In my previous article about Richard Wagner's nine-year stay in Zürich, Switzerland, I devoted most of my words to the places he frequented, the music he wrote and the performances he gave. I felt that an entire article would be required to describe his relationship with his most important financial backer, Otto Wesendonck (1815-1896) and Otto’s young, beautiful and soulful wife, Mathilde (1828-1902), who became Wagner’s most important muse in this period and, perhaps, in his whole life.
Otto Wesendonck was German and, like Wagner, professed opposition to monarchy and royalty. Unlike Wagner, Wesendonck was able in finance and had considerable monetary resources. He was from Wuppertal, lived in Dusseldorf from 1848 to 1850 and then moved to New York, where he expanded his successful silk business. He returned to Europe in 1851, choosing Zürich, where Wagner had already lived for two years.
Otto and his young wife Mathilde came to know Richard and Minna Wagner at the Hotel Baur au Lac, still one of the most exclusive in town. The Wesendoncks lived in the hotel from 1852 to 1857 while their villa was being built just outside of Zürich (and now well within the city limits).
Part of what solidified the bond between the two couples was that, in 1852, Otto gave Wagner a large loan and continued to show unstinting generosity to him for years to come. We know that, by 1853, Wagner had developed powerful romantic feelings for Mathilde and that she had similarly passionate sentiments toward him. There is some question as to whether this intense love between Wagner and Mathilde ever became sexual. The popular interpretation is that it was not consummated because so much of the music Wagner created while under the spell of this attraction is about the impossibility of two lovers achieving coital congress.
It is interesting that Wagner composed the extraordinarily erotic first act of Die Walküre in 1854 in one of his Zürich apartments during his infatuation with Mathilde. The story is of two people—Siegmund and Sieglinde—who meet and whose sexual attraction is so intense that they do indeed have wild passionate sex, even if they happen to be brother and sister!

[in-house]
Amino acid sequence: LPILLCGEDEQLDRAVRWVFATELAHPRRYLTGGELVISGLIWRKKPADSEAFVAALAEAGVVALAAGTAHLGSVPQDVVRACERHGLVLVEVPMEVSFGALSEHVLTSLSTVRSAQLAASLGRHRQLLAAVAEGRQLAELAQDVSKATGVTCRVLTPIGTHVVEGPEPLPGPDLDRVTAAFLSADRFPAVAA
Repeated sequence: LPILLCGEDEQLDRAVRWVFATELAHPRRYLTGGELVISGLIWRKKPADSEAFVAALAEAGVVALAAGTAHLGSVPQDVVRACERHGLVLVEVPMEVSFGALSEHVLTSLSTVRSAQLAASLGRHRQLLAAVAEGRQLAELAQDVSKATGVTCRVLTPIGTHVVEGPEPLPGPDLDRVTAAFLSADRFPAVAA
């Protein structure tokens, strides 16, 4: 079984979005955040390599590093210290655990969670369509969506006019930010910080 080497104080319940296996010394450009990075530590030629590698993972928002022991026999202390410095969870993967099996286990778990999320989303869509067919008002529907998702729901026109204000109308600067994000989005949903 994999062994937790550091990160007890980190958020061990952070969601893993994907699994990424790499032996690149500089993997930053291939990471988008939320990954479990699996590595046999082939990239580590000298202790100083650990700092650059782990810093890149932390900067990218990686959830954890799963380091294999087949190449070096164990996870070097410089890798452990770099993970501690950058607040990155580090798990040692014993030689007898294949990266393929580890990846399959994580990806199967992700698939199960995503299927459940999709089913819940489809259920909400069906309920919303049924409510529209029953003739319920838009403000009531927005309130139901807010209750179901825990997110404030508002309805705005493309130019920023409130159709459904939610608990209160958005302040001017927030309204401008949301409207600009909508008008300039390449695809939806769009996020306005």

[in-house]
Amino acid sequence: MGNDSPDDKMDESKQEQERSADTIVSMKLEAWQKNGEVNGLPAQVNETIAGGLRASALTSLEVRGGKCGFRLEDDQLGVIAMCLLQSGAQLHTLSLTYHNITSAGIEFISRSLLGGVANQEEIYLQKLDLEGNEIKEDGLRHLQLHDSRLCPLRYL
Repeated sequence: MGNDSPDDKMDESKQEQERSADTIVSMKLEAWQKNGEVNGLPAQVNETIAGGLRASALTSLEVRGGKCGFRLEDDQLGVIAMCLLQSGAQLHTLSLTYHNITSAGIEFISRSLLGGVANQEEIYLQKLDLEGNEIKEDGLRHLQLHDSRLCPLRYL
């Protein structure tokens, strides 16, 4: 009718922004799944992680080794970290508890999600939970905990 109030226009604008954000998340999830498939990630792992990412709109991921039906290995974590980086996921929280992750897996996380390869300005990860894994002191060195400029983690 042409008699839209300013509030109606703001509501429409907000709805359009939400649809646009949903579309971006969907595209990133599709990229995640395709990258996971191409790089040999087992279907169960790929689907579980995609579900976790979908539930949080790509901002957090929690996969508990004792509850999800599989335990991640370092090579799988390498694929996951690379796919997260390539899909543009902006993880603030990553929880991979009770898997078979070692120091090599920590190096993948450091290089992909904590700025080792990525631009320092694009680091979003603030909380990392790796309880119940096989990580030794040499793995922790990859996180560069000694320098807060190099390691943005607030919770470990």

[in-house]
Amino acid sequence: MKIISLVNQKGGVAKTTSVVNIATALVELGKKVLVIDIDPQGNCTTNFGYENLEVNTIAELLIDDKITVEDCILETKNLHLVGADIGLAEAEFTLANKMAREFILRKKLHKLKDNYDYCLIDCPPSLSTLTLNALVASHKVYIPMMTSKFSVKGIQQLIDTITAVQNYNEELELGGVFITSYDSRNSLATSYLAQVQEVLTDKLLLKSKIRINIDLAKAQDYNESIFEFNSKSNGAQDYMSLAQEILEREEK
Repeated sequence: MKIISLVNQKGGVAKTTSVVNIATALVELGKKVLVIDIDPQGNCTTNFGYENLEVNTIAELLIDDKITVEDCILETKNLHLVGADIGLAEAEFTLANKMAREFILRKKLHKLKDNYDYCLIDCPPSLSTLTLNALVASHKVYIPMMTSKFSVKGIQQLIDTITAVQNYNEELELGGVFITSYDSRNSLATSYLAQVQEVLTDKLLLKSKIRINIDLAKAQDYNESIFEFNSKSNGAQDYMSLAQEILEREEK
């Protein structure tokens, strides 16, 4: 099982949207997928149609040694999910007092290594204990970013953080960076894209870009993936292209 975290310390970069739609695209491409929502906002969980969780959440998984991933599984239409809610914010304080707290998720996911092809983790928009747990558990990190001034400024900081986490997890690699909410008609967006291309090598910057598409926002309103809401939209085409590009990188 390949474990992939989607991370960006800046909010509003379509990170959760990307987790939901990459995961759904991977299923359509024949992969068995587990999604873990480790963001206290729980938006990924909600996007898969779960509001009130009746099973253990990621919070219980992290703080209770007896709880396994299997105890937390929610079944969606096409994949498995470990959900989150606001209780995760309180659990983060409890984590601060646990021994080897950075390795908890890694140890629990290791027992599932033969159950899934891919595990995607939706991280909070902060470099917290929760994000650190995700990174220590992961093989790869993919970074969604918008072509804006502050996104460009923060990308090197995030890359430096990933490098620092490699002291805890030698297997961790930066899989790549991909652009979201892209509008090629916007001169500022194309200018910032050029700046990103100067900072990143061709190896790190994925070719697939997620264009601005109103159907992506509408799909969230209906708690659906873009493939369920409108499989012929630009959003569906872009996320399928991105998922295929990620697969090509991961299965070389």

In the summer of 1857, Otto generously offered the Wagners an Asyl, a country house, on the Grüner Hügel (the Green Hill) close by the Wesendoncks’s villa. The rent was negligible but, even at that, Wagner did not faithfully pay it. To Wagner, this house was not an asylum, as English speakers might imagine, but a haven where he would live and work for 16 months. Sadly, the building no longer exists, and another structure stands in its place.
Otto, even when he endured financial reversals, nonetheless kept providing financial support to Wagner, who was profligate in his expenditures. This frustrated Otto and was regarded negatively by people in Zürich. Elmar Weingarten, who heads the Zürich Festival, explained to me how grating Wagner’s behavior was to the Swiss. “Unlike the Germans,” he said, “the Swiss don’t spend money they don’t have. The Germans spend, which is good for the arts but not for the financial future." This observation may strike many readers as strange given that our received wisdom about most Germans is that they are not big spenders. Wagner, conversely, was a world-class spender—of other people’s money.
In September of 1857, a remarkable evening took place at the Wesendonck villa. There were the Wesendoncks, the Wagners and, on their honeymoon, the conductor Hans von Bülow and his 19-year-old bride Cosima, daughter of Franz Liszt. Therefore, at the table that night were Wagner’s wife, the woman who was his muse (and whose husband was his patron) and a conductor who would be one of his closest collaborators and the woman (Cosima) by whom he would father two children while she was still married to her first husband.